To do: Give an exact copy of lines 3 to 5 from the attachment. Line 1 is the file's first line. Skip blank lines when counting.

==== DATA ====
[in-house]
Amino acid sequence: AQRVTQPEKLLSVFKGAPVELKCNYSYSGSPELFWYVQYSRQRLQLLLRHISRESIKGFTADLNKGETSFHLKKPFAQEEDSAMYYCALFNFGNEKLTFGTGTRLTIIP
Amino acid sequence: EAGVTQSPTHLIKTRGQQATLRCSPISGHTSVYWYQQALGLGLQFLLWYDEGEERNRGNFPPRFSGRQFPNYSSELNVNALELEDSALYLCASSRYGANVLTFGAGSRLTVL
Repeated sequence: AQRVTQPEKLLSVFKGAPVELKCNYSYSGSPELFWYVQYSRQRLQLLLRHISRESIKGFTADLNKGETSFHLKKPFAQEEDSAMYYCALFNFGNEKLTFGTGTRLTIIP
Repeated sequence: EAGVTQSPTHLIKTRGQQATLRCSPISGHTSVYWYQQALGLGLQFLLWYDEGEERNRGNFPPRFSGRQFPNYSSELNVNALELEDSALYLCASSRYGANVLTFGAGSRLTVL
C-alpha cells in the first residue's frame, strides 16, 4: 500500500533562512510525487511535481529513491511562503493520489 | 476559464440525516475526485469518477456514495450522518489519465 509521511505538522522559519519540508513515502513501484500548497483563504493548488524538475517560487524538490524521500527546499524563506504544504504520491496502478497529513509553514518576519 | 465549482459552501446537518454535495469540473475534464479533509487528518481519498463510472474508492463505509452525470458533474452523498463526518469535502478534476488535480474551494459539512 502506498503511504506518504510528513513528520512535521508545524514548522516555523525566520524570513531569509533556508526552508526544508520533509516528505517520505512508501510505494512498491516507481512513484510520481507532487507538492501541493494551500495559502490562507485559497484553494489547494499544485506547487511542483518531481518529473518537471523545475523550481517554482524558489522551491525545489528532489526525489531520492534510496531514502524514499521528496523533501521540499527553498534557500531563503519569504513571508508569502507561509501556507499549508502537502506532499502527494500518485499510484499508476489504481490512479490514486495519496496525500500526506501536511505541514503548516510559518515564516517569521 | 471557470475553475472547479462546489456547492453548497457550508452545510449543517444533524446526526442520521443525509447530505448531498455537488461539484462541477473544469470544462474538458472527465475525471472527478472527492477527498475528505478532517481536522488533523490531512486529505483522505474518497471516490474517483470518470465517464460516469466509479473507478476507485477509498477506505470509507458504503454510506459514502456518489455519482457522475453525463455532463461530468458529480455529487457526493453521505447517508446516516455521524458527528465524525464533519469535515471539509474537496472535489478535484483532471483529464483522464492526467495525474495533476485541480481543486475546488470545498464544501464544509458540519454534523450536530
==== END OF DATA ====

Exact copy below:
Amino acid sequence: EAGVTQSPTHLIKTRGQQATLRCSPISGHTSVYWYQQALGLGLQFLLWYDEGEERNRGNFPPRFSGRQFPNYSSELNVNALELEDSALYLCASSRYGANVLTFGAGSRLTVL
Repeated sequence: AQRVTQPEKLLSVFKGAPVELKCNYSYSGSPELFWYVQYSRQRLQLLLRHISRESIKGFTADLNKGETSFHLKKPFAQEEDSAMYYCALFNFGNEKLTFGTGTRLTIIP
Repeated sequence: EAGVTQSPTHLIKTRGQQATLRCSPISGHTSVYWYQQALGLGLQFLLWYDEGEERNRGNFPPRFSGRQFPNYSSELNVNALELEDSALYLCASSRYGANVLTFGAGSRLTVL